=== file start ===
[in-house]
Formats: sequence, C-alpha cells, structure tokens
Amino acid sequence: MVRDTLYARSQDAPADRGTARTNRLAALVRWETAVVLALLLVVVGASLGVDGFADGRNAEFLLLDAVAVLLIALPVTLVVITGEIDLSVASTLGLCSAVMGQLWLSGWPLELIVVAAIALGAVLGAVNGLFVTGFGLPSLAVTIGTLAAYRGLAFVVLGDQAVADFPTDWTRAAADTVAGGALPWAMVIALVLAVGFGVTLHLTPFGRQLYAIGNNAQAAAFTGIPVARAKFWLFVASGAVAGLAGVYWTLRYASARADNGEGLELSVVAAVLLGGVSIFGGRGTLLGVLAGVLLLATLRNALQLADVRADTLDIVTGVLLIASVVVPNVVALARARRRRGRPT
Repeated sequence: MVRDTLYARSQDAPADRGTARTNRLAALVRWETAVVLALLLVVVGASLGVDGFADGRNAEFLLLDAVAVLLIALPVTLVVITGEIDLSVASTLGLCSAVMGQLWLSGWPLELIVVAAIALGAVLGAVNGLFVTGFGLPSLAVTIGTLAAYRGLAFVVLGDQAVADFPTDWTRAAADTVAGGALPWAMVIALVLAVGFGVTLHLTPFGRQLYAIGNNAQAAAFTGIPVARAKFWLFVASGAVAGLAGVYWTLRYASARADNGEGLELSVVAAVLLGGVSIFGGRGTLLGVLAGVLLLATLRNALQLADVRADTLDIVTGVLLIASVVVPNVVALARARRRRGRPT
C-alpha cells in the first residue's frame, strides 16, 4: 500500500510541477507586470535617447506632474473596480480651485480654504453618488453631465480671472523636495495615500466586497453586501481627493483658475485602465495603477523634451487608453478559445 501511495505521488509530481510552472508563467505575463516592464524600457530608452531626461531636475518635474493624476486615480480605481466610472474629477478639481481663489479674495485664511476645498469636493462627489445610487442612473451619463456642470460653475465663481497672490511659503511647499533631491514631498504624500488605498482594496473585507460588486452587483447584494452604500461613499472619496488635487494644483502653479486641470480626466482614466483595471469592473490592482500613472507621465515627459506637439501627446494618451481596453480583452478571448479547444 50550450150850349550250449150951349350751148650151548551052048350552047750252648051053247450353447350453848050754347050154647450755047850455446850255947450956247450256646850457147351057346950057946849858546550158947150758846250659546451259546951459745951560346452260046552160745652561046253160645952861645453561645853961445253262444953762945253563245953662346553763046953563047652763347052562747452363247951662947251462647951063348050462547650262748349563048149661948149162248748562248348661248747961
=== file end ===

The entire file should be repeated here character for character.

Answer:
[in-house]
Formats: sequence, C-alpha cells, structure tokens
Amino acid sequence: MVRDTLYARSQDAPADRGTARTNRLAALVRWETAVVLALLLVVVGASLGVDGFADGRNAEFLLLDAVAVLLIALPVTLVVITGEIDLSVASTLGLCSAVMGQLWLSGWPLELIVVAAIALGAVLGAVNGLFVTGFGLPSLAVTIGTLAAYRGLAFVVLGDQAVADFPTDWTRAAADTVAGGALPWAMVIALVLAVGFGVTLHLTPFGRQLYAIGNNAQAAAFTGIPVARAKFWLFVASGAVAGLAGVYWTLRYASARADNGEGLELSVVAAVLLGGVSIFGGRGTLLGVLAGVLLLATLRNALQLADVRADTLDIVTGVLLIASVVVPNVVALARARRRRGRPT
Repeated sequence: MVRDTLYARSQDAPADRGTARTNRLAALVRWETAVVLALLLVVVGASLGVDGFADGRNAEFLLLDAVAVLLIALPVTLVVITGEIDLSVASTLGLCSAVMGQLWLSGWPLELIVVAAIALGAVLGAVNGLFVTGFGLPSLAVTIGTLAAYRGLAFVVLGDQAVADFPTDWTRAAADTVAGGALPWAMVIALVLAVGFGVTLHLTPFGRQLYAIGNNAQAAAFTGIPVARAKFWLFVASGAVAGLAGVYWTLRYASARADNGEGLELSVVAAVLLGGVSIFGGRGTLLGVLAGVLLLATLRNALQLADVRADTLDIVTGVLLIASVVVPNVVALARARRRRGRPT
C-alpha cells in the first residue's frame, strides 16, 4: 500500500510541477507586470535617447506632474473596480480651485480654504453618488453631465480671472523636495495615500466586497453586501481627493483658475485602465495603477523634451487608453478559445 501511495505521488509530481510552472508563467505575463516592464524600457530608452531626461531636475518635474493624476486615480480605481466610472474629477478639481481663489479674495485664511476645498469636493462627489445610487442612473451619463456642470460653475465663481497672490511659503511647499533631491514631498504624500488605498482594496473585507460588486452587483447584494452604500461613499472619496488635487494644483502653479486641470480626466482614466483595471469592473490592482500613472507621465515627459506637439501627446494618451481596453480583452478571448479547444 50550450150850349550250449150951349350751148650151548551052048350552047750252648051053247450353447350453848050754347050154647450755047850455446850255947450956247450256646850457147351057346950057946849858546550158947150758846250659546451259546951459745951560346452260046552160745652561046253160645952861645453561645853961445253262444953762945253563245953662346553763046953563047652763347052562747452363247951662947251462647951063348050462547650262748349563048149661948149162248748562248348661248747961